For the Flyers, clearing the crease and slot has been a major problem in the last month, so on Thursday they made a deal they hope will help solve those woes.

They acquired Dallas defenseman Nicklas Grossman, a rugged 6-foot-4, 230-pounder, for second- and third-round draft picks. The second-round 2012 pick was acquired from Los Angeles in the Mike Richards trade, and the 2013 third-rounder came from Minnesota for Darroll Powe.

"He's really going to give us a boost in our own zone," said general manager Paul Holmgren, adding that Grossman figures to be used on a regular shift and on the penalty kill.

Grossman, 27, a second-round draft selection in 2004, should be in the lineup Saturday against Pittsburgh. He is a stay-at-home defenseman who is difficult to play against.

Grossman has averaged about 19 minutes a game and blocked a team-high 100 shots this season. The blocked-shots total would place him third on the Flyers. He had five assists and was even in plus-minus.

After the season, Grossman ($1.625 million cap hit) can become an unrestricted free agent.

Asked if it was unlikely he would make a major move before the Feb. 27 trade deadline, Holmgren paused for a few seconds.

"Unlikely? I don't know if I'd use that word, but it's probably not something we're talking about at length," he said. "I like our team. We've struggled here of late. We're trying to get it figured out. I think adding Nick is going to help us, and we'll see what the next 10 days and two weeks brings."

Used on Dallas' penalty-killing and power-play units, Grossman will give the Flyers some much-needed physicality.

Entering Thursday, the Flyers' penalty-killing units had allowed five goals in the last two games.

"We've struggled in a lot of areas here lately. That's certainly one of them," Holmgren said. "Nick has developed over time there in Dallas. He's still a young player. He's a good young player. We're excited. He's going to give us a boost here and get us out of our end quickly. He's got a good first pass."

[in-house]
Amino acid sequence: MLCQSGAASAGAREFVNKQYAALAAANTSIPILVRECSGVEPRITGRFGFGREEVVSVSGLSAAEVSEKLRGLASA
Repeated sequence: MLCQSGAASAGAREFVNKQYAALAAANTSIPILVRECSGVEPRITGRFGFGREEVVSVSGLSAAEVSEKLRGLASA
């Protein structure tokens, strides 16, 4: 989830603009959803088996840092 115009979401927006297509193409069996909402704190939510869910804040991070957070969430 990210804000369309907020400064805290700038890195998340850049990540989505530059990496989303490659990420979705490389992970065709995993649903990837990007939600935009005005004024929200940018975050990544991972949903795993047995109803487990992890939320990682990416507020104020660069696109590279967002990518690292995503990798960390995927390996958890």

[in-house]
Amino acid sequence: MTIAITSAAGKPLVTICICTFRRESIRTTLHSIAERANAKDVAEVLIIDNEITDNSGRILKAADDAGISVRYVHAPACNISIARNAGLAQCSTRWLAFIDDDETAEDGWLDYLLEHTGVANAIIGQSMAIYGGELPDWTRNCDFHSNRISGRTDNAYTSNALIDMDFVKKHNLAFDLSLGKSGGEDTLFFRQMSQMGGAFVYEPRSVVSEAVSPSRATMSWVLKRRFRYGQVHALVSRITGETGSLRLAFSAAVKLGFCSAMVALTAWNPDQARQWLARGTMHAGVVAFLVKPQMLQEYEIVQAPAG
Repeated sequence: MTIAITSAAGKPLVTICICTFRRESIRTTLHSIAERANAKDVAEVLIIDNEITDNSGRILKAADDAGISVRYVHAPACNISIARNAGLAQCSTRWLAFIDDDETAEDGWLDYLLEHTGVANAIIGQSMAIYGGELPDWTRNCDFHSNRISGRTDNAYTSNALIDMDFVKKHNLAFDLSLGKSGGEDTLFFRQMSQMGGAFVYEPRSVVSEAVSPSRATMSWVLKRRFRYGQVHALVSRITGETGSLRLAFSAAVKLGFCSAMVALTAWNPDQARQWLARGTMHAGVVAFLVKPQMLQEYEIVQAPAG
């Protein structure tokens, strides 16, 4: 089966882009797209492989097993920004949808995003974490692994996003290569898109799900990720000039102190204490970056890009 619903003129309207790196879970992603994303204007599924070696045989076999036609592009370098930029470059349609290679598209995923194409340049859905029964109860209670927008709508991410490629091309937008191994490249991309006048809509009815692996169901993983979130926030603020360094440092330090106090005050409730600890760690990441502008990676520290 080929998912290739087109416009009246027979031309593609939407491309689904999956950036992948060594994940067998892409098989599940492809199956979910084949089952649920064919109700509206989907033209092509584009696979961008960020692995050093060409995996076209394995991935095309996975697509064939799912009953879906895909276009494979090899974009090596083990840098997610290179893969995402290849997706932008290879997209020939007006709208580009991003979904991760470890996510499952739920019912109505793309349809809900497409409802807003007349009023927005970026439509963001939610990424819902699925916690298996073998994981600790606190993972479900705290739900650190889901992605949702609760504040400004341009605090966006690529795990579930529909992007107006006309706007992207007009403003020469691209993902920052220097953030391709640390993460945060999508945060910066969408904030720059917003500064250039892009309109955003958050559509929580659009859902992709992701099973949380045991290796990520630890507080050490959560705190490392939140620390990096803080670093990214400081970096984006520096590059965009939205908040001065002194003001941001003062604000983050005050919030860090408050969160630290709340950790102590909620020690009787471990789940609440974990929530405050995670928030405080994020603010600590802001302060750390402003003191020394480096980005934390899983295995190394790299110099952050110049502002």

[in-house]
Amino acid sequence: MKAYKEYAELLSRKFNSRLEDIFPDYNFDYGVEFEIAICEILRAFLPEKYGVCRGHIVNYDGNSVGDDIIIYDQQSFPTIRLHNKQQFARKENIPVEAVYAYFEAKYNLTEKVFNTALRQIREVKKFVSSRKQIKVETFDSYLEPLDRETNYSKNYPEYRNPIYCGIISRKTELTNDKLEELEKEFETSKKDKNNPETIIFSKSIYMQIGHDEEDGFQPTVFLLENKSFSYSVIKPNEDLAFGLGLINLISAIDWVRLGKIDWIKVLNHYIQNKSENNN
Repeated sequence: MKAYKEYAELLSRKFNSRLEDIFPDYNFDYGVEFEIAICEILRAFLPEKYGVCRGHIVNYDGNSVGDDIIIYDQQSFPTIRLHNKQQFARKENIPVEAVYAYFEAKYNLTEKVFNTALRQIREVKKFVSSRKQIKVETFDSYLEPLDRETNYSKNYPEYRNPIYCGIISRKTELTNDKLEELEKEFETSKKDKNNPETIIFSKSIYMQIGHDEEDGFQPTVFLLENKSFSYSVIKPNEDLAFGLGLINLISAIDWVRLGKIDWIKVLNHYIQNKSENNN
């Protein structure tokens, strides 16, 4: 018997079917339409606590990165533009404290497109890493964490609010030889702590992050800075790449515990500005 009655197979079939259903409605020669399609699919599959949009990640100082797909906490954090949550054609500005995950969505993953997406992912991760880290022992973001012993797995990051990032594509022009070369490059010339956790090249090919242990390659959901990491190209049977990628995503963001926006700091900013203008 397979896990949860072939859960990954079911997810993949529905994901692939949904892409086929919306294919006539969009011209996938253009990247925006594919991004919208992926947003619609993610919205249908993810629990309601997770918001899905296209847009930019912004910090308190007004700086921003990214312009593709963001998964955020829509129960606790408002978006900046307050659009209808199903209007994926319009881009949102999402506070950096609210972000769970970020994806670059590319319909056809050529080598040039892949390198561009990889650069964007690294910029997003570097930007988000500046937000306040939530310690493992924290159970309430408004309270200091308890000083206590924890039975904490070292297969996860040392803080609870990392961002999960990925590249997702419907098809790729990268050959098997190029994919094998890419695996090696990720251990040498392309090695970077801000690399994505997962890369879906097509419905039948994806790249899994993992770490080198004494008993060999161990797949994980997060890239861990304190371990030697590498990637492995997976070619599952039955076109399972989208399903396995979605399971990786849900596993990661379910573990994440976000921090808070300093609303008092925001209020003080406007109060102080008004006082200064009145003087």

Holmgren was asked about the Flyers' lack of physicality on defense.

"Since the lockout, the game has changed. For defensemen, it's very difficult to defend in front of your net," he said. "If you knock somebody down, a lot of time you're going to the box. A lot of our guys are more containment-type defensemen. They've never really been Chris Prongerish, where they're going to whack somebody.

"I think Nick - I don't think he's a mean player, but he's a physical, competitive player that is going to help us."

JVR 'close'

Winger James van Riemsdyk, who has not played since Jan. 12 because of a concussion, is "getting close," Holmgren said. "It's hard to put a time frame on it just because of the injury he has. It just comes down to how James is feeling."


After missing one game because of an unspecified injury, Jakub Voracek returned to the lineup. . . . Eric Wellwood was recalled from the Phantoms and began the night on a line with Jody Shelley and Tom Sestito. Wellwood has recovered from a shoulder injury that sidelined him for six weeks earlier this season. . . . Buffalo's Ville Leino returned to the Wells Fargo Center for the first time since he played for the Flyers last season. Leino, who signed a six-year, $27 million contract in the off-season, began the night with just four goals and has not found the chemistry he had with Danny Briere and Scott Hartnell.